ICI/PRO Member Bill Roach joins me to discuss his "Four Reasons Why You Should Consider a Newsletter for Your Spinning® Indoor Cycling Students.
Bill Roach is a Star 3 Certified Spinning Instructor and NASM certified Personal Trainer in Des Moines, Iowa. He served thirty years as a communications expert in the Iowa Attorney General”™s Office before he took early retirement this year to devote more time to his fitness career. He has also been a long distance competitive cyclist competing in 24-hour and cross-state races.
Do you ever feel that you just can”™t say everything you want during the course of teaching your indoor cycling class? Would you like an additional opportunity to teach, communicate, and bond with your students to keep them coming back? You might consider a newsletter for your students as a “value added” benefit. It”™s easier than you may think. This is the first of two Podcasts covering the basics of writing a newsletter. In this episode, you'll learn the benefits of providing a newsletter for your students.
- Retention. The most tangible benefit of a newsletter is that it builds student
loyalty and retention. If you are paid on the basis of class attendance, retention is
your lifeblood. Even if you aren”™t, retention is one measure of your success as an
instructor for your management. And bigger classes are just more fun to teach.
- Authority. The use of a newsletter distinguishes you as an instructor that will go
the extra mile. It also establishes you as someone who is knowledgeable about
health and fitness. This credibility makes your students more confident in your
knowledge and your teaching.
- Teaching. A newsletter offers the opportunity to explain training concepts in
detail, a conversation not possible while riding during class time. You can
address periodization, threshold training, and contraindications while your
students can give these important concepts their full attention. And you can
coordinate the newsletters to your class plans to further encourage learning.
- Bonding. Most important for me, a newsletter is a way to further the remarkable
bond between indoor cycling students and their instructor. A newsletter should be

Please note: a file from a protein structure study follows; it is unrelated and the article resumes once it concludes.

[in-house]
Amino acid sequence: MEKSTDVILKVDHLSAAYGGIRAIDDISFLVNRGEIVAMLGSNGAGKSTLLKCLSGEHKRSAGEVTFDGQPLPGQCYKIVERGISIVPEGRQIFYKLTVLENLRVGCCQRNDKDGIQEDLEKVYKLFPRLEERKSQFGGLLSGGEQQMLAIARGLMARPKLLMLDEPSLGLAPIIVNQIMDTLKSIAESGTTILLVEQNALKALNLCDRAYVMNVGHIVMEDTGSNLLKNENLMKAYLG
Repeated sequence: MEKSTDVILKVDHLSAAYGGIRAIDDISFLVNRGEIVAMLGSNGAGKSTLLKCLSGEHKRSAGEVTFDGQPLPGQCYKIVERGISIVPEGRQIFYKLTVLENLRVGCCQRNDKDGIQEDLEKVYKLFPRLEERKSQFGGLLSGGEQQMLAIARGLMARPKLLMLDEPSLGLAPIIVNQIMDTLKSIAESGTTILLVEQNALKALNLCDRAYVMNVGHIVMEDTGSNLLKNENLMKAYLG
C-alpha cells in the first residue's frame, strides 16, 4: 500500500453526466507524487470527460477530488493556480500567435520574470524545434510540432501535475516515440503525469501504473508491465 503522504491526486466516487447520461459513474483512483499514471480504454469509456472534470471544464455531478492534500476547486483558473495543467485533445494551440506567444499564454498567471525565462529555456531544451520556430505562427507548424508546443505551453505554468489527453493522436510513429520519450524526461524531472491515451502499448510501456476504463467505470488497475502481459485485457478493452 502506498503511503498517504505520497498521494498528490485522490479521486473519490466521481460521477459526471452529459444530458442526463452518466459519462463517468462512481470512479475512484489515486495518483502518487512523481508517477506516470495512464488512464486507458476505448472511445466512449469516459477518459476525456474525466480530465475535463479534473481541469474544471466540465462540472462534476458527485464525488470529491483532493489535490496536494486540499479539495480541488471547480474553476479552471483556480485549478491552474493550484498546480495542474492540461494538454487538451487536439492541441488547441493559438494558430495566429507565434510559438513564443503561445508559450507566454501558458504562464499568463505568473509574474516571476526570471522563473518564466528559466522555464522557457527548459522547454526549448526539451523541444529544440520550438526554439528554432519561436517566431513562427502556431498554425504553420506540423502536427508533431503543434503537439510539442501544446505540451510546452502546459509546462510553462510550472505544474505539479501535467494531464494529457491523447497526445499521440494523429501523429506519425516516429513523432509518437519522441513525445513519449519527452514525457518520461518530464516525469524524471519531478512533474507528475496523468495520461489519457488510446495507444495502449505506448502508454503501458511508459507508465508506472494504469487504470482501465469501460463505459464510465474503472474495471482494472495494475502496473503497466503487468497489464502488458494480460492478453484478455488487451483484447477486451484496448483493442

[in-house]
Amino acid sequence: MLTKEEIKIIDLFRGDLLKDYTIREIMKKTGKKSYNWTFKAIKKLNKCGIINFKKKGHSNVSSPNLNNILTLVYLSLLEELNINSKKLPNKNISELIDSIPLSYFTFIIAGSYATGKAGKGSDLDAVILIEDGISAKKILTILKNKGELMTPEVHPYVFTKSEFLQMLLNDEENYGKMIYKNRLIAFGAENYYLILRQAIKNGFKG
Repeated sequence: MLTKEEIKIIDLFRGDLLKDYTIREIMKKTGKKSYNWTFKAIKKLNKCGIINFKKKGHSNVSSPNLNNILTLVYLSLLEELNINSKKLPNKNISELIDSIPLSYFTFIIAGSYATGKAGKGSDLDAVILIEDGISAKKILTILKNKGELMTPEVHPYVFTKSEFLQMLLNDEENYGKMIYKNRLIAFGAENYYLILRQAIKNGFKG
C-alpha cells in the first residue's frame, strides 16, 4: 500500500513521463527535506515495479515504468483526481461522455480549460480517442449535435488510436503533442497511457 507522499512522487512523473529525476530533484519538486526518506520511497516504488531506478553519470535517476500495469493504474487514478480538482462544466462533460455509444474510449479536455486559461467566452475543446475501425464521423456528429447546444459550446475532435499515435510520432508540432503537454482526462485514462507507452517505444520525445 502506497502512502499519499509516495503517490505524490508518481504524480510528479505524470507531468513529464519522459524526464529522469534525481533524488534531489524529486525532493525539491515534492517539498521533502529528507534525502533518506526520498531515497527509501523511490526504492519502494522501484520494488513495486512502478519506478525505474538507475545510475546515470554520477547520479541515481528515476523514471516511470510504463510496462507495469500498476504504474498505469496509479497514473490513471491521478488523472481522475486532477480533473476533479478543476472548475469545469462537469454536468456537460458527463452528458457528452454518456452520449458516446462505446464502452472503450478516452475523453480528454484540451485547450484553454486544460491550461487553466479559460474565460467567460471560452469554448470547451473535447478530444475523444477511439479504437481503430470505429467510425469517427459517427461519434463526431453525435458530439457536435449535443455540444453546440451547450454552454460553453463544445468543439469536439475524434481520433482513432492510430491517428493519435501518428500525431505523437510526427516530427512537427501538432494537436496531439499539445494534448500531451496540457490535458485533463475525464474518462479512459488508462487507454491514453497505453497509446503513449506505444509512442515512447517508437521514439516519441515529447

personal in style - but not too much about the author. It should make readers and
students feel a part of an important “club” - which is exactly true! By promoting
the value and identity of that club, classes take on a more cohesive feel making
them more fun to teach!
Does a newsletter sound like something you might like to try? Bill walks us through the process of what you might say in your newsletter and how to deliver it, in an upcoming ICI/PRO Member Podcast.
Listen to the Podcast below or subscribe for free using
Information about our lost Podcast episodes is here ICI Podcast — The Lost Episodes
Podcast: Play in new window | Download
- Please come back to my class! - May 30, 2023
- My Life Time Instructor Teach Back - May 24, 2023
- I'm Fine, Thanks - May 21, 2023
Take it from me everyone….I am on Bill’s mailing list for his newsletters and never fail to be impressed when they arrive in my inbox! His students are so very lucky to learn from him.
Creating your own newsletter is not as difficult as it might seem. He’s going to walk you through how to do it!
Enjoyed the podcast. Is there a possibility of seeing a sample of Bill’s newsletter?
How do you do it ? Email, web-site, paper note that you let in the gym, … ?
I see the benefices and advantage on it but how do you deal after with other instructors ? There is a possibility, important I think, that doing it you are the professional, have knowledge so as you say you are the “expert” …
Pascal the next podcast will give more details as to the nuts and bolts of how to do it.
Every club will be different regarding relationships with other instructors or management. You’ll have to decide – do YOU do it with just your students? Does the club do it? Do you get together with a few instructors and share duties?
I don’t have a newsletter per se, but I have a mailing list of my students who I send info and tips to. I hope to develop a quick little newsletter this coming year. But my club is small, and there aren’t many instructors. Bill can describe how that works at his club(s).
If I ask the question it is because I am really starting to have problems, in one facility I work, because I am really working on “keeping it real” and educate my people.
You could not imagine how dirty can be some instructors or members to interfere with your job. That is the “beauty” of teaching in facility with a LOT of instructors and a lot of peoeple … and it is not by having my direct manager GEx one’s with me, that would make it easier, because there are always some over …
I keep teaching there because I like my riders, a perfect room to teach and if I leave my GEx manager will be fire and put responsable !
Thanks for this useful discussion.
The more recent editions of my newsletter are posted on a blog in addition to being sent out as a simple email. The blog address is
So feel free to take a look there.
I hope that in looking at them you will note that putting together a newsletter is not rocket science. But it does need to be balanced between specific, useful content and more personal comments in your own voice that speak to your students in a personal way.
Please keep adding your comments about your interest in having a newsletter, and what you see as the obstacles to you trying one.
Bill, thanks for the link to your newsletter. Nice job!
Thank you Pat. Please chime in if you have any suggestions or ideas after having thumbed through them. Thanks for caring enough to look them up.
Yes a link to your blog, in the actual article, would of been a good idea 🙁
I’m adding it now.
This will be really helpful! I have an email list and update our riders on Spinning happenings throughout the year, but a newsletter would really make an impact.